Simply walking on the white gravel footpath crossing the Bahai gardens in Acre is meditative in itself. Stenciled pathways, nurtured and neatly groomed shrubs, a fountain and stone structures designed in clean lines. Footsteps. The world’s most sacred pilgrimage site for members of the Baha’i faith. Indeed a surprise.
At the entrance to the garden, a number of boards providing an explanation in several languages await the visitors. The garden’s security personnel greet visitors with intelligent appeal and answer any questions they may have. It is evident that they were handpicked and that they feel a part of the place. Delightful. Ask them for information pages that will accompany you to the end of the visit.
The Bahai faith is the youngest of world’s religions (1844) and numbers about five million followers around the world. Its principles are unity and faith in one God. It opposes prejudice and praises equality of men and women, economic equality, universal compulsory education, as well as the right and responsibility of each person for independent investigation of truth. The Bahai believe in a common foundation between religion and logic, and an essential harmony of science and religion. Amen.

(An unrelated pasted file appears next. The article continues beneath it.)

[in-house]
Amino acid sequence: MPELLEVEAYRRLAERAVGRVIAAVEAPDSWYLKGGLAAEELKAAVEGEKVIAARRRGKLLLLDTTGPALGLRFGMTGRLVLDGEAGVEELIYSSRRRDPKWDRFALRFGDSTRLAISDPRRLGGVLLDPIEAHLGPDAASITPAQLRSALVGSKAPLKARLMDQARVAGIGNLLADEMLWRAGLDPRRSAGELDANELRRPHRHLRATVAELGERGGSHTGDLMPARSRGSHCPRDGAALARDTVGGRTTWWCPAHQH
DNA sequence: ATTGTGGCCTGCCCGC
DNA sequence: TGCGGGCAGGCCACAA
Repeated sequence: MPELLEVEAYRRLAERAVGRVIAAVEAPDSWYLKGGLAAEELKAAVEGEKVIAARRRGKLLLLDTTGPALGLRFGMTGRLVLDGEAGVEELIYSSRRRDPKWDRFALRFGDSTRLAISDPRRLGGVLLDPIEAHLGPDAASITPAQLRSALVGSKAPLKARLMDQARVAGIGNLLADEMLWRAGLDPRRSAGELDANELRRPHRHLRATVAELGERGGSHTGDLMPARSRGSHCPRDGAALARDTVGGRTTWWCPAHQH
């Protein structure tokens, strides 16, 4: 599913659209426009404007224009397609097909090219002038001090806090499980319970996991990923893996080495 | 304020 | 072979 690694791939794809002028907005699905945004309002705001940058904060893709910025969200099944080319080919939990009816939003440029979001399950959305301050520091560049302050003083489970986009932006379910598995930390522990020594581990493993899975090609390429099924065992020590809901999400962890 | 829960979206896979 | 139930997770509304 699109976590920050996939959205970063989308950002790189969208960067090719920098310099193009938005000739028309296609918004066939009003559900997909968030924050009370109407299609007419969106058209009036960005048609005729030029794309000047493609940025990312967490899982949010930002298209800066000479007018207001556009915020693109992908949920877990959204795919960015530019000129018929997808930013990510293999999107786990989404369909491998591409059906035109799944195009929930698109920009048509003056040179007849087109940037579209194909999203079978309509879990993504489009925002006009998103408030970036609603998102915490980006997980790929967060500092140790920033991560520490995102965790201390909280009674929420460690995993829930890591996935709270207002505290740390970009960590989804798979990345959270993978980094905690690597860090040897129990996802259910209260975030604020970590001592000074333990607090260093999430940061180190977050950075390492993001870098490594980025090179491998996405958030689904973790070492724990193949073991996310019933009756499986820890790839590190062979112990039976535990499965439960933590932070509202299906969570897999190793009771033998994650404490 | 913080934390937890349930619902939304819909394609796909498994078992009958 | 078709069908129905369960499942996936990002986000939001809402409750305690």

The founder of the Bahai religion is Mirza Hoseyn ‘Ali (1817-1892) who was known by the title Baha’u’llah (The Glory of God).
During the visit to the Bahai Gardens visitors can find out why he came to Acre, but the bottom line is that the Baha’u’llah lived here at the end of his days and upon his demise was laid to rest in the small structure that has become his shrine. The garden design emphasizes the unity between the Eats (a Persian garden) and the West (the style of the sculptures) and the contrasts in nature represented by the strong colors of flours (green against bright red for instance).
Near the shrine the rocks of the pathway change into tiny pebbles.
Visits inside the shrine are short and conducted in groups of 15-20 people. At the entrance visitors are greeted by a guide. Our guide, a beautiful, angelic looking Nepali girl, whispered a few words of explanation in English and asked us to take our shoes off, mute our phones and not to take pictures. Passing by the burial chamber of the Baha’u’llah, visitors may take a brief glance at the Holy of Holies and exit. “Please come”.
At the exit from the garden the security man reinforces our sentiments: “This place is a sliver of treasure connecting all three religions”. We have the distinct sensation that we were exposed to a site of international scale – hidden a hop skip and a jump away from home.
A small step for mankind.